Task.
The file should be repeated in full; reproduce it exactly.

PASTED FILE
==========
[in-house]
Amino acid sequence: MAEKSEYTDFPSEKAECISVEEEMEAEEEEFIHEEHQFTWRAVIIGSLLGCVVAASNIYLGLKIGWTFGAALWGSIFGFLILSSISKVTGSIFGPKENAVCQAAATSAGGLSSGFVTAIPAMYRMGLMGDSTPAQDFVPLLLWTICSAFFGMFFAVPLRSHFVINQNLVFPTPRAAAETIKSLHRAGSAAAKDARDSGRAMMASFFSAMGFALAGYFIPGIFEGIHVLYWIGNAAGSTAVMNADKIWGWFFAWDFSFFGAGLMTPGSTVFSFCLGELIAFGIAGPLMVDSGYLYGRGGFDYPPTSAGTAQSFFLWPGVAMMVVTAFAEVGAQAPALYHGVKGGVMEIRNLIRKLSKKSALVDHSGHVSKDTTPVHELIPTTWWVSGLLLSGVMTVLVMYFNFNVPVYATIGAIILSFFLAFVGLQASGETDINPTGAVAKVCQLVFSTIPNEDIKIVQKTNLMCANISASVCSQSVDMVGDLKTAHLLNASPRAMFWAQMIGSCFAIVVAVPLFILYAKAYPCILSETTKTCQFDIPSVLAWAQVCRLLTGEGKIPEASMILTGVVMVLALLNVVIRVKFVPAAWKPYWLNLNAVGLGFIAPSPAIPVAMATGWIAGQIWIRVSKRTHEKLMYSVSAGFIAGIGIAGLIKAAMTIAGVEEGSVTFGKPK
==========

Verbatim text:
[in-house]
Amino acid sequence: MAEKSEYTDFPSEKAECISVEEEMEAEEEEFIHEEHQFTWRAVIIGSLLGCVVAASNIYLGLKIGWTFGAALWGSIFGFLILSSISKVTGSIFGPKENAVCQAAATSAGGLSSGFVTAIPAMYRMGLMGDSTPAQDFVPLLLWTICSAFFGMFFAVPLRSHFVINQNLVFPTPRAAAETIKSLHRAGSAAAKDARDSGRAMMASFFSAMGFALAGYFIPGIFEGIHVLYWIGNAAGSTAVMNADKIWGWFFAWDFSFFGAGLMTPGSTVFSFCLGELIAFGIAGPLMVDSGYLYGRGGFDYPPTSAGTAQSFFLWPGVAMMVVTAFAEVGAQAPALYHGVKGGVMEIRNLIRKLSKKSALVDHSGHVSKDTTPVHELIPTTWWVSGLLLSGVMTVLVMYFNFNVPVYATIGAIILSFFLAFVGLQASGETDINPTGAVAKVCQLVFSTIPNEDIKIVQKTNLMCANISASVCSQSVDMVGDLKTAHLLNASPRAMFWAQMIGSCFAIVVAVPLFILYAKAYPCILSETTKTCQFDIPSVLAWAQVCRLLTGEGKIPEASMILTGVVMVLALLNVVIRVKFVPAAWKPYWLNLNAVGLGFIAPSPAIPVAMATGWIAGQIWIRVSKRTHEKLMYSVSAGFIAGIGIAGLIKAAMTIAGVEEGSVTFGKPK